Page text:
Unfortunately, the EU essentially abandoned its strategy of expansion in the region — constrained constant resistance from the governments of member countries, which fear an influx of cheap labor and a wave of public discontent. However, a carefully designed road map for accession to the EU would provide the countries of the region-specific incentives for political and economic reforms. This could lead to the strengthening of regional cooperation and, consequently, to a decline of ethnic tensions and greater stability in the region and the continent as a whole.
The integration of the Western Balkans in NATO is equally important and probably more easily doable. The imminent accession of Montenegro to NATO opens the door to Serbia, Macedonia, Bosnia and even Kosovo. Joining this vital Alliance will serve as an important signal that the Balkans consider themselves part of the West and ready to help countries resist the machinations of Moscow.
The guarantees provided by NATO membership can also be useful in the fight against terrorism. The latest survey conducted by IRI among the citizens of Bosnia shows that, although the Bosnians are ethnically at odds on several issues, including membership in NATO, they are United in their rejection of the “Islamic state”. To overcome the aversion of ethnic Serbs — most of which are sympathetic to Russia’s membership in NATO would be easier if you imagine it as part of a larger project on transnational terrorism and strengthen stability in the region.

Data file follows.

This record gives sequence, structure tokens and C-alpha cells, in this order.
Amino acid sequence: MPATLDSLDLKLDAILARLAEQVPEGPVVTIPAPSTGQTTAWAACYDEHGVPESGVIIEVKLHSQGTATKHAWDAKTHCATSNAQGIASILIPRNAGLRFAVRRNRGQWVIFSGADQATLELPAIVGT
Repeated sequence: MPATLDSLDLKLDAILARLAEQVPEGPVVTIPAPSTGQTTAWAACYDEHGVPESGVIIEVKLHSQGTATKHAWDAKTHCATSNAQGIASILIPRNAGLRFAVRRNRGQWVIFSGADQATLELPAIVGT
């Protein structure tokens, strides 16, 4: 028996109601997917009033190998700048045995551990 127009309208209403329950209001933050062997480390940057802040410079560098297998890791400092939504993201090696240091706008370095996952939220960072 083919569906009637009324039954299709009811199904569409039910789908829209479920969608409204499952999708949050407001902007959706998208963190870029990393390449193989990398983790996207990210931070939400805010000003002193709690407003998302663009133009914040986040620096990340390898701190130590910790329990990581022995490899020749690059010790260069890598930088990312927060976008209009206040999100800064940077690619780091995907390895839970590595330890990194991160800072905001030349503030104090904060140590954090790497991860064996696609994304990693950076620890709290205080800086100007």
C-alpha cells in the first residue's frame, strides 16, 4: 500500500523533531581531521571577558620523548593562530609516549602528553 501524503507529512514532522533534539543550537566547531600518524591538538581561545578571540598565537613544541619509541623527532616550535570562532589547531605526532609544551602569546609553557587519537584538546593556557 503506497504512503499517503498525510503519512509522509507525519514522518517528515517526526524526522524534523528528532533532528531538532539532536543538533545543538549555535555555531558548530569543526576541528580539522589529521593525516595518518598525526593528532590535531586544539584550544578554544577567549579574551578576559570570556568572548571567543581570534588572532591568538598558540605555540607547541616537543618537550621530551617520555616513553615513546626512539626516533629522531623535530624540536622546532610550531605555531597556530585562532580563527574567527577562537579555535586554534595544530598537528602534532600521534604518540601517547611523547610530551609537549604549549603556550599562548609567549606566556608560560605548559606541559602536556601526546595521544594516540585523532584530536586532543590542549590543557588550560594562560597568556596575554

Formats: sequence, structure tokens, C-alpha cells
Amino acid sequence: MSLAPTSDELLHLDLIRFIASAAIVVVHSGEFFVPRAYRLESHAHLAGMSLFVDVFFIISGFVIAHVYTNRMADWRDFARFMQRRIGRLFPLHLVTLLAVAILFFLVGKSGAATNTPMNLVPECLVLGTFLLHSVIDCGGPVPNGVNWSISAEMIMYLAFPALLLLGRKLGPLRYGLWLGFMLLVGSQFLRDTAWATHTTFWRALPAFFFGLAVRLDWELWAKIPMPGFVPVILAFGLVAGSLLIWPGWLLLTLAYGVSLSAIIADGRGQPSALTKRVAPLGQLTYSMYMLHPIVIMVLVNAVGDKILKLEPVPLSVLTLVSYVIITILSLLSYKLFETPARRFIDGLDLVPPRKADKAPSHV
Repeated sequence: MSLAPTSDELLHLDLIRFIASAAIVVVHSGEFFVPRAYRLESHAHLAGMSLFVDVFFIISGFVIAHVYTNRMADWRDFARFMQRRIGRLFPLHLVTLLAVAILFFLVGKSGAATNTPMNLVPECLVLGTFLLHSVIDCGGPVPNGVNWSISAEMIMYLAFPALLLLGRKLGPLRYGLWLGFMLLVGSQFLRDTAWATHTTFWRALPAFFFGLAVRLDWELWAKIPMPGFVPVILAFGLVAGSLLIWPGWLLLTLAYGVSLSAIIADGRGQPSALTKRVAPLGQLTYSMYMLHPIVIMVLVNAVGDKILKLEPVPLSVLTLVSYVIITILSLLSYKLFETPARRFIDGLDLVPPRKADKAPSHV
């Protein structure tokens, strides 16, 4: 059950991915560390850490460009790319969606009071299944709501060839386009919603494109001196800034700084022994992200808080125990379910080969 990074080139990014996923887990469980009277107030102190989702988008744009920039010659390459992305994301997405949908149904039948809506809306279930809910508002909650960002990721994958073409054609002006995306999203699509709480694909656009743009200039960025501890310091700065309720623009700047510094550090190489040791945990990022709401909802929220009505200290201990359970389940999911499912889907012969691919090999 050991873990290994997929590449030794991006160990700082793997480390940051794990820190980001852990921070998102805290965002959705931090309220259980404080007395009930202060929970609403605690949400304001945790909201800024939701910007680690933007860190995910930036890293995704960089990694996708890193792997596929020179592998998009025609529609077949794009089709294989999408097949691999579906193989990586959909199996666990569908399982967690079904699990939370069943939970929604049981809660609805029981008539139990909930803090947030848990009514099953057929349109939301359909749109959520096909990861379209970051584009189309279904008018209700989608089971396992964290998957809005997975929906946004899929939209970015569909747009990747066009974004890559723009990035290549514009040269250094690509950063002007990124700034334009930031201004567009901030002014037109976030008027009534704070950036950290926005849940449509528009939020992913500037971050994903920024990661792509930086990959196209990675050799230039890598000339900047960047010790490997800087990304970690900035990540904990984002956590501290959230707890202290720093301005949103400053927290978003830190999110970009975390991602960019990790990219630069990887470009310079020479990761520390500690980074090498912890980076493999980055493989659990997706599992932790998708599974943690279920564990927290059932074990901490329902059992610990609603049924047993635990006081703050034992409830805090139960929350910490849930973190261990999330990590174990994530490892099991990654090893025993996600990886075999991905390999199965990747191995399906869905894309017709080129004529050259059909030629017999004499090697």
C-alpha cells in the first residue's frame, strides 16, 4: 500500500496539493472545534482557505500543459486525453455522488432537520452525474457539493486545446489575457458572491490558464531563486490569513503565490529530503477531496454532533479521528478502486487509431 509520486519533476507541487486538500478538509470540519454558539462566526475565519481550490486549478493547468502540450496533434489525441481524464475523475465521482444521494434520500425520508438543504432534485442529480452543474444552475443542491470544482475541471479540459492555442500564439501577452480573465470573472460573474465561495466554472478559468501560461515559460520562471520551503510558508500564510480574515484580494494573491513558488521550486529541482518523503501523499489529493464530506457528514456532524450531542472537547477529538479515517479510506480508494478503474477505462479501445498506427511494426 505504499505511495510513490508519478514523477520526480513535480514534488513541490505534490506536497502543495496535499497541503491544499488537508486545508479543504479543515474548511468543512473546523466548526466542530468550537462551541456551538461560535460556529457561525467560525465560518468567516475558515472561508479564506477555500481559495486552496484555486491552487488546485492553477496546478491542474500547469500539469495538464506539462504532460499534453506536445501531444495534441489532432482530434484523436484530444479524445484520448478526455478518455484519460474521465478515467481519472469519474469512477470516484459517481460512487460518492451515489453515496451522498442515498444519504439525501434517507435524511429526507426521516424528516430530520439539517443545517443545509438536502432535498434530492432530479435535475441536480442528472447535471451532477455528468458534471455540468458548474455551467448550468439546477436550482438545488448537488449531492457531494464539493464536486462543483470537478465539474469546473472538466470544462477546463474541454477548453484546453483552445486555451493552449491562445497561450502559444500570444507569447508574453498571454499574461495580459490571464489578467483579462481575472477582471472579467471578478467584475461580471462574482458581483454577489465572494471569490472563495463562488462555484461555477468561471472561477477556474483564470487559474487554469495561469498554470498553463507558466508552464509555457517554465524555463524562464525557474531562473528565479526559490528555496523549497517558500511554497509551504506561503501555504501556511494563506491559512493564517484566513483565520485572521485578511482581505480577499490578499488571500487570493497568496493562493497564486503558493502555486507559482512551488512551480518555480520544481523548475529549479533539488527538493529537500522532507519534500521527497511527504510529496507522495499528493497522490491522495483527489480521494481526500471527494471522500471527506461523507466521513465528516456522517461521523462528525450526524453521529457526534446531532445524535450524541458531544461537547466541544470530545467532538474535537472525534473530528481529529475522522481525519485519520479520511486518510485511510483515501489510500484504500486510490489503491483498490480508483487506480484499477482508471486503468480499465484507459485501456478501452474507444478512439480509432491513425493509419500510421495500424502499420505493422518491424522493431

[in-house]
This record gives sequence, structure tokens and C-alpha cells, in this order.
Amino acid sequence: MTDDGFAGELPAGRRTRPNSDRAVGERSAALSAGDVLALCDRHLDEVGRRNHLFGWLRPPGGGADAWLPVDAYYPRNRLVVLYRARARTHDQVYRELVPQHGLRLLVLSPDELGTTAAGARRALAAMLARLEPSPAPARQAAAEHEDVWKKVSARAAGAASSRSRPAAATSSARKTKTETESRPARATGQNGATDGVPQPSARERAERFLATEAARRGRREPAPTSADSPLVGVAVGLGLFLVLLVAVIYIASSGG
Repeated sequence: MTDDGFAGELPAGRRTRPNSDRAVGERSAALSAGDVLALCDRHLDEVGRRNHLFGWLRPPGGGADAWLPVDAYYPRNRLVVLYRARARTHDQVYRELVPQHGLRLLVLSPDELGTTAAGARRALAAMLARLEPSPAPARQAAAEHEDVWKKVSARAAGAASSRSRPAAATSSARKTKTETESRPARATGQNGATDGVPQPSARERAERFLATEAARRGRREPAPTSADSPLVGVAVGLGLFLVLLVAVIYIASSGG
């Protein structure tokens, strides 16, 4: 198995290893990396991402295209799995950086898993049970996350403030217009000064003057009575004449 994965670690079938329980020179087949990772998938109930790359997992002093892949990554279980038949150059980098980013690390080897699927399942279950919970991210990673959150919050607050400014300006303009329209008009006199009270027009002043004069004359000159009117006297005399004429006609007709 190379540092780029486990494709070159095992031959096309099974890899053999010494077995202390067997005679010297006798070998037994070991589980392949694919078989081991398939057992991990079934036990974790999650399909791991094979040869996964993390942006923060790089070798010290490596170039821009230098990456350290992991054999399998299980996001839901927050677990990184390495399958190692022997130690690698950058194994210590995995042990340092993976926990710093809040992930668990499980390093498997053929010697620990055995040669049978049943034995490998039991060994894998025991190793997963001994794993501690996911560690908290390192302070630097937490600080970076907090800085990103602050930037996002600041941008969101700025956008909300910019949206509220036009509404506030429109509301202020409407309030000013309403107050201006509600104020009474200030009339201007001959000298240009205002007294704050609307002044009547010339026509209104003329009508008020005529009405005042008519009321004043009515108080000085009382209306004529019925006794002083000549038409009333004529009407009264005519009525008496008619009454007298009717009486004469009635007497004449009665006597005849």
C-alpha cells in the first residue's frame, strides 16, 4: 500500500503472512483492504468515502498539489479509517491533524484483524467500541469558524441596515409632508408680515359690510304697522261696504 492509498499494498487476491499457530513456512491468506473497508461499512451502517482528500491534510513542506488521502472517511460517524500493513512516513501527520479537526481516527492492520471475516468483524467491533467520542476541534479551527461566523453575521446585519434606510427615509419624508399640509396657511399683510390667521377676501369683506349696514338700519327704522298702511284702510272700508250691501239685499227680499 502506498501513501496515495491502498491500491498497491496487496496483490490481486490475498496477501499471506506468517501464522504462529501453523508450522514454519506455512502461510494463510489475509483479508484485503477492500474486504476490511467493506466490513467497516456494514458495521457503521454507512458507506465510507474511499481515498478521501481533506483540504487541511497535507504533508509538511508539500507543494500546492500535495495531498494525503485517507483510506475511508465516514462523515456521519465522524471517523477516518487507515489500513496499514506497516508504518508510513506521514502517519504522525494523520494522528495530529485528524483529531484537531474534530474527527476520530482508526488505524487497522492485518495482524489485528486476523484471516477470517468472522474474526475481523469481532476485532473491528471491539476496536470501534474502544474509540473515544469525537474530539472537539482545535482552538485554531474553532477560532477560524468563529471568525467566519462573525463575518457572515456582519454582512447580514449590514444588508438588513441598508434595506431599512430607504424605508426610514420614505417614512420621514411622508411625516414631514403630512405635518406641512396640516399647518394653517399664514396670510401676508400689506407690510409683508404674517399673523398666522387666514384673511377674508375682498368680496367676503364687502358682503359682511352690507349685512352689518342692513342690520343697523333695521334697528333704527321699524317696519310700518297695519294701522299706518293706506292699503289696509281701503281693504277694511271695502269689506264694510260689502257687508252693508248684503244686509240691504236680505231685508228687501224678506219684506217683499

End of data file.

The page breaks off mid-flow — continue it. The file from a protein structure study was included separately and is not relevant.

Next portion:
To the West is the inevitable choice: either it refers to the Balkans as a key strategic asset, or risk losing the region, which may be under the influence of Russia and Islamic extremism. In September last year, Bosnia has filed a formal application for membership in the European Union. Brussels needs to seriously consider this request, and NATO should complete the process of accession of Montenegro to the Alliance, paying close attention to Serbia and Bosnia as future members. In terms of the crisis facing the EU, integration with the countries aspiring to join the European path of growth and stability, today, paradoxically, is more important than ever before.
Paul McCarthy — Deputy head for European Affairs at the International Republican Institute.